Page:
This post provides a brief introduction to Google’s update; content publishers and webmasters should read on for the full, free, overview at The Facebook Marketing Bible.
Google’s November 2011 changes to its web crawler have created new opportunities and liabilities for all websites implementing Facebook Comments, with important implications for SEO. Webmasters who properly implement and manage Facebook Comments stand to gain, but the recent changes could significantly hurt the rankings of sites who do not properly prevent and manage spam.
Previously, in order to get Google’s crawler to index Facebook Comments, webmasters had to use a workaround like displaying an duplicate plain-text version of Comments that was visible to Google’s site crawler, but invisible to visitors, who would still see the regular Facebook Comments.
This workaround required webmasters to use the Facebook Graph API to pull Comments (access to Comments through the Graph API was announced on the Facebook Developer Blog in April). The technical nature of this workaround meant that few websites implemented it, and therefore, for most sites, Facebook Comments had no impact on Google Search rankings.
Given the November change, Facebook Comments are now indexed by Google without any workaround. Since Google’s search rankings are affected by the quality and relevance of the text on a given page, as well as the quantity and quality of outbound links, this change means that any site visitor can affect search rankings by commenting. Quality, relevant comments and links may help boost a page’s ranking, but spam in Facebook Comments may also hurt rankings.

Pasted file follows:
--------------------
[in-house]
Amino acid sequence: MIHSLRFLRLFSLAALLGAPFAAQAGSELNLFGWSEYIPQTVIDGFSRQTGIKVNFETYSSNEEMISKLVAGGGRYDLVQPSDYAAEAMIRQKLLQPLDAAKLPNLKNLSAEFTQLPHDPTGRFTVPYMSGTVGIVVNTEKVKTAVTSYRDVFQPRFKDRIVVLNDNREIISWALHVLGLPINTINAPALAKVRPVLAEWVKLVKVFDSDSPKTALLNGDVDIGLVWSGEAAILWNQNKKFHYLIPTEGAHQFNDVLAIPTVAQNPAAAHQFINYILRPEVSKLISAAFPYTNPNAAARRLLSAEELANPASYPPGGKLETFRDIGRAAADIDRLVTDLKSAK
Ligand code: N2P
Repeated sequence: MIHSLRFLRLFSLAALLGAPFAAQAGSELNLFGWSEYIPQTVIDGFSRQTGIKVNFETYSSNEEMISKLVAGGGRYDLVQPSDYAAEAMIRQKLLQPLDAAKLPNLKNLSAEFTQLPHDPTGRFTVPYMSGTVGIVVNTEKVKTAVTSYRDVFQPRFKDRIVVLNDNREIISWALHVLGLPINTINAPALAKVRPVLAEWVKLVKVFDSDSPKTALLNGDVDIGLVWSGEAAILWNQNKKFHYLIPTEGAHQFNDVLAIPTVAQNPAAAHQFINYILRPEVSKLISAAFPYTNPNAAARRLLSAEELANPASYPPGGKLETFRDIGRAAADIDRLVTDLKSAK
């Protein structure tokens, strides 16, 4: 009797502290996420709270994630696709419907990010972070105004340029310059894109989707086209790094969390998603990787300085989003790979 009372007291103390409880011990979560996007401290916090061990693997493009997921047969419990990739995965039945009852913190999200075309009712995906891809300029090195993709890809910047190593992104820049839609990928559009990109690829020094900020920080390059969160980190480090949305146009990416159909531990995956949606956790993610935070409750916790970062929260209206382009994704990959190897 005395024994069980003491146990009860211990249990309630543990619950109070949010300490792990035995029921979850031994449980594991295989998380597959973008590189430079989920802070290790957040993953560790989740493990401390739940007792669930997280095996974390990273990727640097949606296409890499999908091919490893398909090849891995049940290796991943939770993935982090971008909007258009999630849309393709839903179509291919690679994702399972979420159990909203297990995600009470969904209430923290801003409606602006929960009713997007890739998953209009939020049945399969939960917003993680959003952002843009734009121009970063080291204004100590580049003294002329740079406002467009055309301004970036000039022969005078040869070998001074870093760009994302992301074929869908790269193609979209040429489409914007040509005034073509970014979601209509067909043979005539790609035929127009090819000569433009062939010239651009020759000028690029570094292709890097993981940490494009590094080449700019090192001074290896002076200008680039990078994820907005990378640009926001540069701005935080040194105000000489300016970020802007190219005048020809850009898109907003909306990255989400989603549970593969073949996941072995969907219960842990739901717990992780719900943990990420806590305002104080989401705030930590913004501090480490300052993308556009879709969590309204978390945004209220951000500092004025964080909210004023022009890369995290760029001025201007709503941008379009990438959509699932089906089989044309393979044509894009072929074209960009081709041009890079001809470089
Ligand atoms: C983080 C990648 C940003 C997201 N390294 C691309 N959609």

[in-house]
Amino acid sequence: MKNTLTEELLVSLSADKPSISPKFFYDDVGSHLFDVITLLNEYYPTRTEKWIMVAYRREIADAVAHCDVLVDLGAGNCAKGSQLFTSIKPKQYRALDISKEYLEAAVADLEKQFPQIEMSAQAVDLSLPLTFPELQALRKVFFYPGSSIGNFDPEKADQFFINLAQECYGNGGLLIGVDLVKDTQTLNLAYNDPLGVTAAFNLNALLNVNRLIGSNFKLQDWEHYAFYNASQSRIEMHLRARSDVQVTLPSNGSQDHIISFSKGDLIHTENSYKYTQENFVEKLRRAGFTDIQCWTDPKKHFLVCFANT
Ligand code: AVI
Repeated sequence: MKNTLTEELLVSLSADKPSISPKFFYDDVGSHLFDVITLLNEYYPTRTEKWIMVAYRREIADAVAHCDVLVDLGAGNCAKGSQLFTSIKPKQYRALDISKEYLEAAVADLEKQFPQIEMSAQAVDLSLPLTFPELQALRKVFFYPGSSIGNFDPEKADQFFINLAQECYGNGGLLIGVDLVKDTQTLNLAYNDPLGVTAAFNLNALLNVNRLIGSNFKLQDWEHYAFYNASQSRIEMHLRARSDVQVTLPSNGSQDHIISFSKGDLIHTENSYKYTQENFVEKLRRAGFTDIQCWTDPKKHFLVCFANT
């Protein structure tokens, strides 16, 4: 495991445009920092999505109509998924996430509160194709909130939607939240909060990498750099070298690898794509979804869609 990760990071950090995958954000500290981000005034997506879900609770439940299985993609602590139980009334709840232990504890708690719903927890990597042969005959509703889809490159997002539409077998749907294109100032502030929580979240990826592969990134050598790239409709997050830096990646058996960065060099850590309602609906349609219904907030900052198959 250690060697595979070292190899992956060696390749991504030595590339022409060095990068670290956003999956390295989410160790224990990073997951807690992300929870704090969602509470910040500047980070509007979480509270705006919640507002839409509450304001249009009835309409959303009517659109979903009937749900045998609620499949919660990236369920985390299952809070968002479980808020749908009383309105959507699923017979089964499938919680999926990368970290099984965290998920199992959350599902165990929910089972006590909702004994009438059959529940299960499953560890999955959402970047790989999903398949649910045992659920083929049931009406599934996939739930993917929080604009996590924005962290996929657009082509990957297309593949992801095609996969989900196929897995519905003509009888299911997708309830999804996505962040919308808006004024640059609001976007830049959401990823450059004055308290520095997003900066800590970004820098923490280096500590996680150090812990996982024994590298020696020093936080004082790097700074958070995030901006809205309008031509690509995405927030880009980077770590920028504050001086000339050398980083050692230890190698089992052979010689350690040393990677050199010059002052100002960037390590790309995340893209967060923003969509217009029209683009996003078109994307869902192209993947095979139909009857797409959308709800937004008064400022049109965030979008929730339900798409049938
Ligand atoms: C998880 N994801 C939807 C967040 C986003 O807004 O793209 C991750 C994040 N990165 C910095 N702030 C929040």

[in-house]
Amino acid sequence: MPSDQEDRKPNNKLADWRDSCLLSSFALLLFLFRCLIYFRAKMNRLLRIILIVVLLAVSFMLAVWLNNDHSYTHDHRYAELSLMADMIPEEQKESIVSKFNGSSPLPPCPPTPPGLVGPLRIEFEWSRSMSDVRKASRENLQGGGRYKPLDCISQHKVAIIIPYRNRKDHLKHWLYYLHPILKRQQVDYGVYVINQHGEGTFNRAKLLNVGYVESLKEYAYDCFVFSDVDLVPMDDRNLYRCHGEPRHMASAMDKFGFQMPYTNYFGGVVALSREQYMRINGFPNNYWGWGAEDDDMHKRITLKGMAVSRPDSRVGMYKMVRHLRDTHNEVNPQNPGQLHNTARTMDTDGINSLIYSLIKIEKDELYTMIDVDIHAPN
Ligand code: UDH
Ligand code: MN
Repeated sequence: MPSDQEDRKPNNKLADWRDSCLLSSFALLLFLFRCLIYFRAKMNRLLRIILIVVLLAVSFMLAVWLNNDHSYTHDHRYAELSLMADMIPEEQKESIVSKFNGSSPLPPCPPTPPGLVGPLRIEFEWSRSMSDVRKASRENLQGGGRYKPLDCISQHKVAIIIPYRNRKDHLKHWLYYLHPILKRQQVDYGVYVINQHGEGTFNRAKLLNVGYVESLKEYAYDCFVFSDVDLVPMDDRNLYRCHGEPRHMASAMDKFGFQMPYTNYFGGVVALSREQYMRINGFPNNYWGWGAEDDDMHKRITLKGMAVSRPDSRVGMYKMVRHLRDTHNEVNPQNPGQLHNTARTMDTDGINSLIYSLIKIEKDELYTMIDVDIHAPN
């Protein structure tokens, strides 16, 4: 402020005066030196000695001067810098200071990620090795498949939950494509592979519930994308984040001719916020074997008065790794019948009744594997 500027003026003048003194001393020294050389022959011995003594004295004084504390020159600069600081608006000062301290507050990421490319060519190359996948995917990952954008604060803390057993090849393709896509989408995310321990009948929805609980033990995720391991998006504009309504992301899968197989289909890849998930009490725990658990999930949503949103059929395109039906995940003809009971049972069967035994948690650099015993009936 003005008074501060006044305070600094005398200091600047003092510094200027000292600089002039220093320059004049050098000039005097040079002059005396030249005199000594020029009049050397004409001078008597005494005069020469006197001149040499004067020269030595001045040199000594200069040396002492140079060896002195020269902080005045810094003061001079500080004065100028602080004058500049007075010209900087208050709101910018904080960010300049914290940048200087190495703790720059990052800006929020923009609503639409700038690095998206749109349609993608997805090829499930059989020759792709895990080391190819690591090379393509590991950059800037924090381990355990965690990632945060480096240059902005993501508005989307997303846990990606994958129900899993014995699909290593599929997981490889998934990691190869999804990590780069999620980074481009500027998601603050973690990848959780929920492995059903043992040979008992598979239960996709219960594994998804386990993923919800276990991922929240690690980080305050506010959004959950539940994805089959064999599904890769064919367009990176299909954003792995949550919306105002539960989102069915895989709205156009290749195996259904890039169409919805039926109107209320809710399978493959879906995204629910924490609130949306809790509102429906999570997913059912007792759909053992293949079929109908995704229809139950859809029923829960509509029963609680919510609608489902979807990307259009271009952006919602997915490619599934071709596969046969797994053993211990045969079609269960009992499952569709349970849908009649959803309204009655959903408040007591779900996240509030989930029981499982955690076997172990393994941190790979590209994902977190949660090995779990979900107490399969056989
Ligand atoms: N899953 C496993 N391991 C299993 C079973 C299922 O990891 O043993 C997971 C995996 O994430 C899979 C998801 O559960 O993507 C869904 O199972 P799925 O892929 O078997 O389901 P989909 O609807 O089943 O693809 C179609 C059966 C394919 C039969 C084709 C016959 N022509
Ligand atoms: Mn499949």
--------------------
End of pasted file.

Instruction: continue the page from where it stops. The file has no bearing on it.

To learn more about the specific advantages of Facebook Comments for site owners, read on for our free, detailed overview in the Facebook Marketing Bible, where we cover:
- Facebook Comments versus Disqus, ECHO, and IntenseDebate
- Who should use Facebook Comments? A few examples of live sites that are doing it well
- Getting a search ranking lift through Facebook Comments
- Facebook Comments and the spam risk